An independent libertarian writer, however, James Bovard, chronicled George's splendid isolation from citizen protest in last December's issue of The American Conservative ( He wrote about Bill Neel, a retired steelworker who dared to raise his humble head at a 2002 Labor Day picnic in Pittsburgh, where Bush had gone to be photographed with worker-type people. Bill definitely did not fit the message of the day, for this 65-year-old was sporting a sign that said: The Bush Family Must Surely Love the Poor, They Made so Many of Us.
Ouch! Negative! Not acceptable! Must go!
Bill was standing in a crowd of pro-Bush people who were standing along the street where Bush's motorcade would pass. The Bush backers had all sorts of Hooray George-type signs. Those were totally okey-dokey with the Secret Service, but Neel's...well, it simply had to be removed.
He was told by the Pittsburgh cops to depart to the designated FSZ, a ballpark encased in a chain-link fence a third of a mile from Bush's (and the media's) path. Bill, that rambunctious rebel, refused to budge. So they arrested him for disorderly conduct, dispatched him to the luxury of a Pittsburgh jail and confiscated his offending sign.
At Bill's trial, a Pittsburgh detective testified that the Secret Service had instructed local police to confine "people that were making a statement pretty much against the President and his views." The district court judge not only tossed out the silly charges against Neel but scolded the prosecution: "I believe this is America. Whatever happened to 'I don't agree with you, but I'll defend to the death your right to say it'?"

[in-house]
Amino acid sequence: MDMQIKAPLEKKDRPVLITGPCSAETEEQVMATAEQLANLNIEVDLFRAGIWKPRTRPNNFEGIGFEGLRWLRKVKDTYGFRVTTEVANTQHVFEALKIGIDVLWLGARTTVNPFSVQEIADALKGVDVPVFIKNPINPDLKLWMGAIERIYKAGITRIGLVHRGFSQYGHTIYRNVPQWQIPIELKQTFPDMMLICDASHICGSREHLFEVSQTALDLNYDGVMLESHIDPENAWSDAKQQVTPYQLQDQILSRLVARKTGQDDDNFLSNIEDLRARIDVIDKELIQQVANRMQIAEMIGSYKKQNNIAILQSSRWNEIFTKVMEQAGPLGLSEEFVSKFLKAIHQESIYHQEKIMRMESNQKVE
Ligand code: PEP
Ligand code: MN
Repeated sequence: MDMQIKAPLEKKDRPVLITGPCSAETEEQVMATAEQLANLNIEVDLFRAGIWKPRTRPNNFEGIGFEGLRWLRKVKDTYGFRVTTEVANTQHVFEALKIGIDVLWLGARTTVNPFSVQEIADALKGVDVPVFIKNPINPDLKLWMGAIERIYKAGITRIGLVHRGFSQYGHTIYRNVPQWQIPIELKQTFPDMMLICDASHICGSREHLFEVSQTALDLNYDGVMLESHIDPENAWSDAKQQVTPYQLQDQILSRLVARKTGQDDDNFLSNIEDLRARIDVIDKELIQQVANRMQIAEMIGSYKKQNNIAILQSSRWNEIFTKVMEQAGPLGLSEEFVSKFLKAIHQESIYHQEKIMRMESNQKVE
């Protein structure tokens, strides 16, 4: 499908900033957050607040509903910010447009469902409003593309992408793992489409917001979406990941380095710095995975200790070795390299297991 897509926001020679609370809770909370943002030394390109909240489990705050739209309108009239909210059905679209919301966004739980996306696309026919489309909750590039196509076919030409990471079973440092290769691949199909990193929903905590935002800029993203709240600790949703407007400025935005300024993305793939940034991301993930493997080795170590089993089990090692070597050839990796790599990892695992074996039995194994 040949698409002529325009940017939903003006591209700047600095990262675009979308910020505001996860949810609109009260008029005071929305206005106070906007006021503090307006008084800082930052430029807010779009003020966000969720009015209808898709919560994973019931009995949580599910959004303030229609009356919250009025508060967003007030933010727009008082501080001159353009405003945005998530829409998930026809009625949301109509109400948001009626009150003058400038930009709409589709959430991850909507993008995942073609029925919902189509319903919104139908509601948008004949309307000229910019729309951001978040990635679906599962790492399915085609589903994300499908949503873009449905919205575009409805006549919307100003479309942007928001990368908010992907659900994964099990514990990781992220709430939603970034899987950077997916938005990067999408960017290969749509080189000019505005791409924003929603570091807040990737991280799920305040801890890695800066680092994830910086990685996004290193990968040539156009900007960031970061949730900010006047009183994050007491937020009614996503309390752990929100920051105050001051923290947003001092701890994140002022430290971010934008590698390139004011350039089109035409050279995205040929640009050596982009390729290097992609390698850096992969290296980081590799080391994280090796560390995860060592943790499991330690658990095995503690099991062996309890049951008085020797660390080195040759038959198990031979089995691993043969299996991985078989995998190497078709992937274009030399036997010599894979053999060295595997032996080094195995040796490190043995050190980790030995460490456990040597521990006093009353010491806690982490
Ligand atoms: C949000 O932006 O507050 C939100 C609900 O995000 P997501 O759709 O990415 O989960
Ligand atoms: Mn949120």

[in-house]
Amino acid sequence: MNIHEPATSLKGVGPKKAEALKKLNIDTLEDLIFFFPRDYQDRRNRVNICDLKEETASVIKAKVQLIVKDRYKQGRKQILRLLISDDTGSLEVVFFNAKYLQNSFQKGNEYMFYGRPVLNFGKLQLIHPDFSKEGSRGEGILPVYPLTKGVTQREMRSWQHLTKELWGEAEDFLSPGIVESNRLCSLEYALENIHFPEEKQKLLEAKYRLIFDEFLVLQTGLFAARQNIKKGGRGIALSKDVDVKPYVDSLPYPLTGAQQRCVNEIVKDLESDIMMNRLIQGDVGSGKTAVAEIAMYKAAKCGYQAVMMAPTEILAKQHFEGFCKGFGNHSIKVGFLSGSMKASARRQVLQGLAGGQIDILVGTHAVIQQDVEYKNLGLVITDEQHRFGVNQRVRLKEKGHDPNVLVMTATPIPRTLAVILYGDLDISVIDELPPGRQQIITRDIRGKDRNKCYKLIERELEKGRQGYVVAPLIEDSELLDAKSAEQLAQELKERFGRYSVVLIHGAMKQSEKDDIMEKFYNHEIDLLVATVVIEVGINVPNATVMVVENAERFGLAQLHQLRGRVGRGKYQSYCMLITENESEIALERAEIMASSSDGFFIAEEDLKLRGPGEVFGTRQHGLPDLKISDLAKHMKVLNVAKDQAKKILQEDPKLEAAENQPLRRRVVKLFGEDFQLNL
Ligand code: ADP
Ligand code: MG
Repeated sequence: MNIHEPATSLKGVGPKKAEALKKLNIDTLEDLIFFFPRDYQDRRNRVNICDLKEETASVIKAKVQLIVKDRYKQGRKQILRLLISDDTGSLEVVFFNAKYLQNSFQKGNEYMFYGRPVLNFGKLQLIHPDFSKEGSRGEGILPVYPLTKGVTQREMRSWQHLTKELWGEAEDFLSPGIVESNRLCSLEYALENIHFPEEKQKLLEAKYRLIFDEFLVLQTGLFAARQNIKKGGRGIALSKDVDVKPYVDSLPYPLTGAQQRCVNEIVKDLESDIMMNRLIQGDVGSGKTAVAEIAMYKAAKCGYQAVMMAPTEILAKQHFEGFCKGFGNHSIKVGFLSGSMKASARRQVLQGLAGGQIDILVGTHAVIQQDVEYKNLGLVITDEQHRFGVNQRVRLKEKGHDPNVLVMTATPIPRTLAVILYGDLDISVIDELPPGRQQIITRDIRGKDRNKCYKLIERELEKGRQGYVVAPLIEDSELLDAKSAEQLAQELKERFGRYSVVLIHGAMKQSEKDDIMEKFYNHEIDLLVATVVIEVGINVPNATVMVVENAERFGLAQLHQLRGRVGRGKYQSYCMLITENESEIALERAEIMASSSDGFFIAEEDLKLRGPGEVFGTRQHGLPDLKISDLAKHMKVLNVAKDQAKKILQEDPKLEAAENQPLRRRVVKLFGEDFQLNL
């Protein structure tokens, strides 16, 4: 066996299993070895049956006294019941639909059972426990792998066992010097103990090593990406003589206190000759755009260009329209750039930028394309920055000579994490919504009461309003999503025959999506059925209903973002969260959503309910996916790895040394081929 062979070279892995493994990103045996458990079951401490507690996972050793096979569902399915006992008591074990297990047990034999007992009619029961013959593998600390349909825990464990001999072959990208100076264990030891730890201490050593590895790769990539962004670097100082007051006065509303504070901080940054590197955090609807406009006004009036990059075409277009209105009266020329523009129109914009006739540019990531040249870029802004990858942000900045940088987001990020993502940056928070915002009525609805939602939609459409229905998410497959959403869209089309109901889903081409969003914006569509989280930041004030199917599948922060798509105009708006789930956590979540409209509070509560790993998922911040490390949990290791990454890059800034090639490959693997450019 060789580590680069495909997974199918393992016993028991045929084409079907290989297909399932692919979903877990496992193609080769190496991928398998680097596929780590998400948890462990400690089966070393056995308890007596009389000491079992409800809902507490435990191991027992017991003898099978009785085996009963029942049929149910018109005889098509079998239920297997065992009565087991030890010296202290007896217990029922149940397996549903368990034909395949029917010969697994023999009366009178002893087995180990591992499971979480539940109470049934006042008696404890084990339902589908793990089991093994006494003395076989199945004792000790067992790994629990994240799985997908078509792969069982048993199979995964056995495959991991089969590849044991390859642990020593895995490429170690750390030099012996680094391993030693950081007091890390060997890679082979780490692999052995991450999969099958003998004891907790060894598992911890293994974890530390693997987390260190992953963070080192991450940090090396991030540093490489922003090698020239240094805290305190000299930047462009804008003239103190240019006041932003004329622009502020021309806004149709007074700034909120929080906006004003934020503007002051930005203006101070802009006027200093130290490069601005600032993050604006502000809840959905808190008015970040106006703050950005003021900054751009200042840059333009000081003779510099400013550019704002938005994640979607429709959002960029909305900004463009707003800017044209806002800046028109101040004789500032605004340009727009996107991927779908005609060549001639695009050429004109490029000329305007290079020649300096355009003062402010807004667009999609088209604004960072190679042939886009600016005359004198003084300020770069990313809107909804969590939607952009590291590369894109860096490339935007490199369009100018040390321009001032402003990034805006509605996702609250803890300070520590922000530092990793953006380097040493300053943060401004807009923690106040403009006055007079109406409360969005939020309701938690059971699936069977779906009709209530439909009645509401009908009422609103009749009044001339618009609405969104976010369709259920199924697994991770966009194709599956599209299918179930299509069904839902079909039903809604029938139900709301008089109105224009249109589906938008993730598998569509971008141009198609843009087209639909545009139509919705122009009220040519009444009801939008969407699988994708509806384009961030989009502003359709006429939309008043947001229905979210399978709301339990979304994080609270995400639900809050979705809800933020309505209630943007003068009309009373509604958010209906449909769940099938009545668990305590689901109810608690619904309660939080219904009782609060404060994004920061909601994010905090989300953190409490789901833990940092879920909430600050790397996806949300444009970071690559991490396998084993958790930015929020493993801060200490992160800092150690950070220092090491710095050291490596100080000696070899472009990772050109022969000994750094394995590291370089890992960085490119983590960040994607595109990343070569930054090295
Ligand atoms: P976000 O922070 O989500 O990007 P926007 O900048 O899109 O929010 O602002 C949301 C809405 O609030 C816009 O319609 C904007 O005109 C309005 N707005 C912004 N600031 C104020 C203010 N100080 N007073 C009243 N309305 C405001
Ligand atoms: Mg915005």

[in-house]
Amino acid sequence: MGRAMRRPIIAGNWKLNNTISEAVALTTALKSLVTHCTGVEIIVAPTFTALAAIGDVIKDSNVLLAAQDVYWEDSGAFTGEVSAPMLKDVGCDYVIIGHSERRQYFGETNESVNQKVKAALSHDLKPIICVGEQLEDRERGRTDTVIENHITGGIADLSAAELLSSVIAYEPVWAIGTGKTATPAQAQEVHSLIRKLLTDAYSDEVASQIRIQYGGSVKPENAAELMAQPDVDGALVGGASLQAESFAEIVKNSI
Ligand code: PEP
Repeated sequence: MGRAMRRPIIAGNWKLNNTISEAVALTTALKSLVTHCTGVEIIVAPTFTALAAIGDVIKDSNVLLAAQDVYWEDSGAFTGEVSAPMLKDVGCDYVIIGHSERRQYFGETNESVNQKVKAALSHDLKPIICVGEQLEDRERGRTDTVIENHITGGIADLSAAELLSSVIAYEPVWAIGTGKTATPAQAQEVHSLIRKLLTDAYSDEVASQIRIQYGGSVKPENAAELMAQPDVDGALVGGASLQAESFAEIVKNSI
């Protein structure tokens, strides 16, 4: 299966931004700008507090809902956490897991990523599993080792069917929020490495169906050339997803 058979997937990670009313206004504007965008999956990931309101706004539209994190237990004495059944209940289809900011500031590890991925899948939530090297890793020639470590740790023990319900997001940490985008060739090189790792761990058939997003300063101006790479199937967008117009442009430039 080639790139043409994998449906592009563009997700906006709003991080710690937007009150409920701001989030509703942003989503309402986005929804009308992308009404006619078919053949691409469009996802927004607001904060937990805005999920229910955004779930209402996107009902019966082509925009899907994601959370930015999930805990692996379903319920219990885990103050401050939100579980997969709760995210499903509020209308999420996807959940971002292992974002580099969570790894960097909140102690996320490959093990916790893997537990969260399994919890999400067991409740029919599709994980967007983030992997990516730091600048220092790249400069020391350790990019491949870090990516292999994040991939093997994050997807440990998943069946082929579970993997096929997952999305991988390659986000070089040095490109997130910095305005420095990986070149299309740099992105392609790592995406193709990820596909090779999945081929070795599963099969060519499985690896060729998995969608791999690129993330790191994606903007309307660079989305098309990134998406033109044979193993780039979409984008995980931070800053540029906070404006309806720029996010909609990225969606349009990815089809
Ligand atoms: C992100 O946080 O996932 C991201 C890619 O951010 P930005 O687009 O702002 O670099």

This was no isolated incident. Bovard also takes us to St. Louis, where George appeared last year. About 150 sign-toting protesters were shunted off to a zone where they could not be seen from the street, and--get ready to spin in your grave, Jimmy Madison--the media were not allowed to talk to them, and protesters were not allowed out of the protest zone to talk to the media.
Now meet Brett Bursey. He committed the crime of holding up a No War for Oil sign when sensitive George visited Columbia, South Carolina, last year. Standing amid a sea of pro-Bush signs in a public area, Bursey was commanded by local police to remove himself forthwith to the FSZ half a mile away from the action, even though he was already two football fields from where Bush was to speak. No, said Brett. So, naturally, they arrested him. Asked why, the officer said, "It's the content of your sign that's the problem."